Review – Pay No Attention to that Slacker on the Screen! (“Oz the Great and Powerful” et al.)

In the words of Harry Callahan, “A man’s got to know his limitations”, and in this case director Sam Raimi knew his going into this project of creating a prequel to one of the most beloved children’s movies of all times. The fact that Warner Bros (who owns the rights to the 1939 movie) put the kibosh on all of Raimi’s idea’s about pulling stuff from the movie, didn’t help matters much either…

It’s 1905 and Oscar “Oz” Diggs (James Franco) is a traveling circus magician who is also an egotistical womanizer, a cheat, and con man. Billed as “The Great and Powerful Oz” on his hot air balloon, he is caught in a tornado one afternoon, after making an escape from a jealous boyfriend. The movie switches from black and white Kansas to glorious color (and widescreen) when “Oz” lands in the Land of OZ. My…isn’t that convenient!

He immediately meets good witch Theodora (Mila Kunis), who thinks Oz is OZ’s prophesy about “a wizard will come and save OZ from the Wicked Witch and bring peace back to its people”. Oscar falls for her (naturally) and lies that he’s THE Wizard!

En route to the Emerald City he saves Finley, a talking flying monkey dressed in a bellhop uniform (voiced by Zack Braff) and the trio are welcomed into the huge green city and it’s current caretaker, Theodora’s sister, Evanora (Rachel Weisz), who takes a shine to the handsome “Wizard”. But Oz soon learns that being King and getting all the gold in the treasury has a price: he has to first kill the Wicked Witch of the West to get it.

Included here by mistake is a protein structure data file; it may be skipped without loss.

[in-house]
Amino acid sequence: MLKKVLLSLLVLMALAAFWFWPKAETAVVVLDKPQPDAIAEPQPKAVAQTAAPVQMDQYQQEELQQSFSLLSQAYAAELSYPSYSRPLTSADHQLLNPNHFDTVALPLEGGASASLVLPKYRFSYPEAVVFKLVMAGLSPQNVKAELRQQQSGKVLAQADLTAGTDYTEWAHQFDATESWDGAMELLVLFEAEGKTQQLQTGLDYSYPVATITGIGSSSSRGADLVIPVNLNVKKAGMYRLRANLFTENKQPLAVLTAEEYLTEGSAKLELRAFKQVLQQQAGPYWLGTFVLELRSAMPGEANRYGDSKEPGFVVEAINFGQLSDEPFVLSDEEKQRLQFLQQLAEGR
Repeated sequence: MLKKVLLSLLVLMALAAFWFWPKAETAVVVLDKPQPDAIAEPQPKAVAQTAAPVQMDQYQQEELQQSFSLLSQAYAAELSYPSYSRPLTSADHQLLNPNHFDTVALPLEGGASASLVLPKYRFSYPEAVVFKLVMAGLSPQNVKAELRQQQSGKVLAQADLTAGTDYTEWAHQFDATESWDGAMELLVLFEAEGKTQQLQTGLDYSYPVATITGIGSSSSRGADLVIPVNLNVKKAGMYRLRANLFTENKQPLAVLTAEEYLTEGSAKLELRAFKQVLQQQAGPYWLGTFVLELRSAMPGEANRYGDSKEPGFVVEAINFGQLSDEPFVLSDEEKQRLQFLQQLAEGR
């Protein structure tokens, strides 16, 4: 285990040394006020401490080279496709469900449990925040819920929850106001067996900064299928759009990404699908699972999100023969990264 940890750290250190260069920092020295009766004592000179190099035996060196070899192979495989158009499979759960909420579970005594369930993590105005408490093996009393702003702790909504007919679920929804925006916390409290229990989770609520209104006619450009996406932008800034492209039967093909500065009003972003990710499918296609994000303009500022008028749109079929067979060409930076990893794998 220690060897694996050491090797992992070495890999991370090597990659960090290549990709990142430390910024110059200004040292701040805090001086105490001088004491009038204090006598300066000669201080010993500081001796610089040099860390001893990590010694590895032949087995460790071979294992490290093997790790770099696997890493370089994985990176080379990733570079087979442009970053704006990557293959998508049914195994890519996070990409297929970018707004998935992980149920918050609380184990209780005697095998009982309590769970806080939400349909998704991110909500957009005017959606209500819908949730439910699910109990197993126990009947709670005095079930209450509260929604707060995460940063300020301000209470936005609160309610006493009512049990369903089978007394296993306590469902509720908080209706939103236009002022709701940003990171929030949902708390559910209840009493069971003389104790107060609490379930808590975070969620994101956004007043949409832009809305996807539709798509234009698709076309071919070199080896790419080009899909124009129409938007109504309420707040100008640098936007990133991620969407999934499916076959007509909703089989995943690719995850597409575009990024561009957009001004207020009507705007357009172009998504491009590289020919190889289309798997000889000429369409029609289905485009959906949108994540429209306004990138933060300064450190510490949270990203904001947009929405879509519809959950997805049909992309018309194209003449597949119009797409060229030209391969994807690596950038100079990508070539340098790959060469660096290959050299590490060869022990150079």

Armed with his so-called “magic” and Finley, they venture off to the Forbidden Forest to nab the witch’s wand (the source of her power) and find, on their way, little China Doll (voiced by Joey King) the last child resident of China Town, destroyed by the Witch’s baboon army.

All three finally find the evil witch, but it turns out to be… Glinda, the Good Witch! Whaaaaa? What gives? Evanora has sprung her trap, but missed her opportunity to kill her good sister.
Thinking swiftly, she fools heart-broken Theodora into becoming (cue the music) THE Wicked Witch of the West, complete with green skin, pointy hat, and flying broomstick. Pissed off at Oz for cheating on her with Glinda, Theodora declares war on Glinda’s castle and land which include the populace of the Munchkins, Tinkers, and more. Oz, fearing the jig is up, wants out of OZ, but suddenly comes up with a wacky plan to save OZ and its people from the evil witch sisters and become the true Wizard of OZ!

Working from a fine screenplay by David Lindsay-Abaire and Mitchell Kapner, this visual eye-candy movie does have some scary moments for the kiddies, thanks to Raimi’s classic directorial style. The man just can’t help himself.

The plot does meander a bit and takes a while to deliver its dramatic and satisfying conclusion, but the biggest mistake in this otherwise wonderful movie is James Franco. He just is NOT right for the Wizard. He is far too passive to play the conniving, yet luvable huckster that ought be the Wizard and Raimi should have gone with a more seasoned actor instead of his buddy from the Spider-man trilogy.